(Repeats to screen clients)
* RBNZ holds rates at 2.5 pct, signals March rate rise
* C.bank poised to lead developed countries in rate rise
* Reuters poll: All 15 respondents see March tightening
By Naomi Tajitsu
WELLINGTON, Jan 30 New Zealand's central bank on
Thursday gave its clearest indication yet that it will raise
interest rates in March, a sign of confidence that the economy
will continue its strong recovery despite renewed turmoil
gripping emerging markets.
The Reserve Bank of New Zealand, which has repeatedly said
that rate rises were on the way in 2014, held its official cash
rate at a record low 2.5 percent, the level it has been at for
nearly three years.
But central bank chief Graeme Wheeler said that monetary
tightening was coming "soon" to quell rising price pressures
triggered by a buoyant economy, likely putting New Zealand on
track to become the first developed country to raise interest
rates in the current cycle.
"While headline inflation has been moderate, inflationary
pressures are expected to increase over the next two years,"
Wheeler said in a statement accompanying the on-hold decision
which was correctly picked by a majority of economists.
"In this environment, there is a need to return interest
rates to more normal levels. The Bank expects to start this
Most economists anticipate the New Zealand tightening cycle
will begin in March, after a string of strong data showed the
$170 billion economy is growing faster than the RBNZ's forecast,
while inflation was approaching its 2 percent target.
The markets, which had priced in a near 50 percent chance
of a rate rise this week, sold off the New Zealand dollar
almost a full U.S. cent to a low of $0.8175.
Interest rate futures <0#NBB:> rose as much as 9 points,
while government bonds also rallied, pulling back
from losses seen in past sessions when debt prices fell on
speculation of an early rate rise.
New Zealand's intentions for raising rates contrast with
central banks in Turkey, India and South Africa, which have
raised rates this week to stem a precipitous slide in their
"If they raised rates today, they may have gotten tied up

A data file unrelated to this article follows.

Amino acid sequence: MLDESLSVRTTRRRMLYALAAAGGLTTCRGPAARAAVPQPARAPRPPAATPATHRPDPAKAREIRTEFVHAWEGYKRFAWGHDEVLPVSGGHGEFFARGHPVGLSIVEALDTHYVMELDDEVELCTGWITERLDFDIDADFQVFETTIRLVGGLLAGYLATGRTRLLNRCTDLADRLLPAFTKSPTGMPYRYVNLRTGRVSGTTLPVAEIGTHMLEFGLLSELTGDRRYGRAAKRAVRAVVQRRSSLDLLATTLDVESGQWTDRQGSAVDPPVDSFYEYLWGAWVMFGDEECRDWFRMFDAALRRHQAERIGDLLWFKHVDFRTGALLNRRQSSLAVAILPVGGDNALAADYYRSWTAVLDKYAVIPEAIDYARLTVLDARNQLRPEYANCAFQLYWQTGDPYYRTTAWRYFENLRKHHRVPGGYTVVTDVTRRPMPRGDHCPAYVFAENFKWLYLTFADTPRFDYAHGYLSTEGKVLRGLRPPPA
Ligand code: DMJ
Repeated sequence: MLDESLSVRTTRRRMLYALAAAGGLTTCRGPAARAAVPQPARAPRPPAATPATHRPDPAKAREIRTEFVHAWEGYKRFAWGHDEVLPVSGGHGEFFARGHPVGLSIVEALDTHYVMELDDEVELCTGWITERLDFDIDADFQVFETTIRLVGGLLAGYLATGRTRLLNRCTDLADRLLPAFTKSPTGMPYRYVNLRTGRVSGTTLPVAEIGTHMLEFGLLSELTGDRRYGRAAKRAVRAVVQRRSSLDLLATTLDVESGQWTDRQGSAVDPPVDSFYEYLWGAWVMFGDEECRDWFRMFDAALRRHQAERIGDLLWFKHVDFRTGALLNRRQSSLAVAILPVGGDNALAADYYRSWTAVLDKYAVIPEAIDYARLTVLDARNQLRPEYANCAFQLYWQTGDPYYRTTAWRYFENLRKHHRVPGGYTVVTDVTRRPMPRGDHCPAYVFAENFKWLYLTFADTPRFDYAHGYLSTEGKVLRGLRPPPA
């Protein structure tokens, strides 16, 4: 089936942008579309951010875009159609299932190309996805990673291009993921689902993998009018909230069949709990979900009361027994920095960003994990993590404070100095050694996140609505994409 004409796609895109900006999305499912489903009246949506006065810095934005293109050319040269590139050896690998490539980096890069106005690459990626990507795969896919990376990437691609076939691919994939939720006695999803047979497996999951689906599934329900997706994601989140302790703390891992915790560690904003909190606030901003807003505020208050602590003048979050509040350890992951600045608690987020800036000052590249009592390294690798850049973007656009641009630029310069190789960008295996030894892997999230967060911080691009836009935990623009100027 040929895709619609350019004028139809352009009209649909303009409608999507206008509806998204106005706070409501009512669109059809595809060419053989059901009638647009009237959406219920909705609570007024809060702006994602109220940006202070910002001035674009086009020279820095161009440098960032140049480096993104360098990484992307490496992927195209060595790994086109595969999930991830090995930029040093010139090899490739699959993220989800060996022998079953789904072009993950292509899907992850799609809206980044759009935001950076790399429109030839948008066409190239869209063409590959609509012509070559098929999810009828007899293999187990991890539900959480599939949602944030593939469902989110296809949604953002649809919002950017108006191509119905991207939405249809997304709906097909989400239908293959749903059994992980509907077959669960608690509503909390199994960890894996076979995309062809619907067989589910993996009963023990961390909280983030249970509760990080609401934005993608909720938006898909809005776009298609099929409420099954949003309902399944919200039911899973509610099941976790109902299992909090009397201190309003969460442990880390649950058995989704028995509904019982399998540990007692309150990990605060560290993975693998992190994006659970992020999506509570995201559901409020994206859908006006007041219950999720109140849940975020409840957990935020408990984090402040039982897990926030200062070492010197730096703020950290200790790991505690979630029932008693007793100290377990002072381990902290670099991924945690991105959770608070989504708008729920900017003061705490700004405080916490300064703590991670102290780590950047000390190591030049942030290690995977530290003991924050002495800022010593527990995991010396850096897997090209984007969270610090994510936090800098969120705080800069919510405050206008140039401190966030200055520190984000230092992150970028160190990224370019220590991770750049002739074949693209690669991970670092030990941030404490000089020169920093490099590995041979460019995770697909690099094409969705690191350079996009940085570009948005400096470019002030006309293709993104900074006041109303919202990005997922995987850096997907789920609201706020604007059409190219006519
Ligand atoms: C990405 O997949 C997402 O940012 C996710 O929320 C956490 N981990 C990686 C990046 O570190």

with emerging central banks which have been raising rates to
shore up their currencies," said Annette Beacher, head of Asia
Pacific Research at TD Securities in Singapore.
"But the RBNZ is looking to raise rates for completely
different reasons ... by holding rates, they've managed to
distance themselves from what's going on in emerging economies."
NZ ECONOMY ABOVE EMERGING TURMOIL
Economists noted the RBNZ sharpened the tone of its brief
statement to all but suggest the rate-hike cycle will start in a
few weeks time.
"The RBNZ have given a clear hint that it's all but certain
that it's going to raise rates in March," ASB Bank chief
economist Nick Tuffley said.
A pioneer of inflation targetting, the RBNZ is aiming to
stem price risks as growth speeds up on the back of earthquake
rebuilding projects in the Canterbury region, housing
construction in Auckland, and high global commodity prices.
The RBNZ said it expected annual growth in 2014 to continue
around the 3.5 percent seen in the year to September, making it
one of the strongest growing developed economies.
A Reuters poll taken after the decision showed all 15
economists see a rate rise in March.
That would place the RBNZ well ahead of other major central
banks in its tightening cycle, given than many others continue
to offer monetary stimulus to boost their economies.
The U.S. Federal Reserve, which on Wednesday stuck to its
plans to gradually taper its massive bond-buying programme, is
some way off from raising interest rates, while the Bank of
Japan has another round of quantitative easing. The Reserve Bank
of Australia is expected to keep rates low for much of this
Wheeler said that uncertainties around the timing and the
impact of any withdrawal of monetary stimulus measures by major
central banks was having an impact on emerging economies, many
of which have seen their currencies plummet in the past week.
In contrast with recent weakness in many emerging
currencies, the New Zealand dollar has been supported
around historically high levels on rate rise expectations and
optimism about the country's economy.
Wheeler said a strong currency was dampening inflation
pressures, but added that current levels were unsustainable in
the long run.
(Additional reporting by Gyles Beckford; Editing by Shri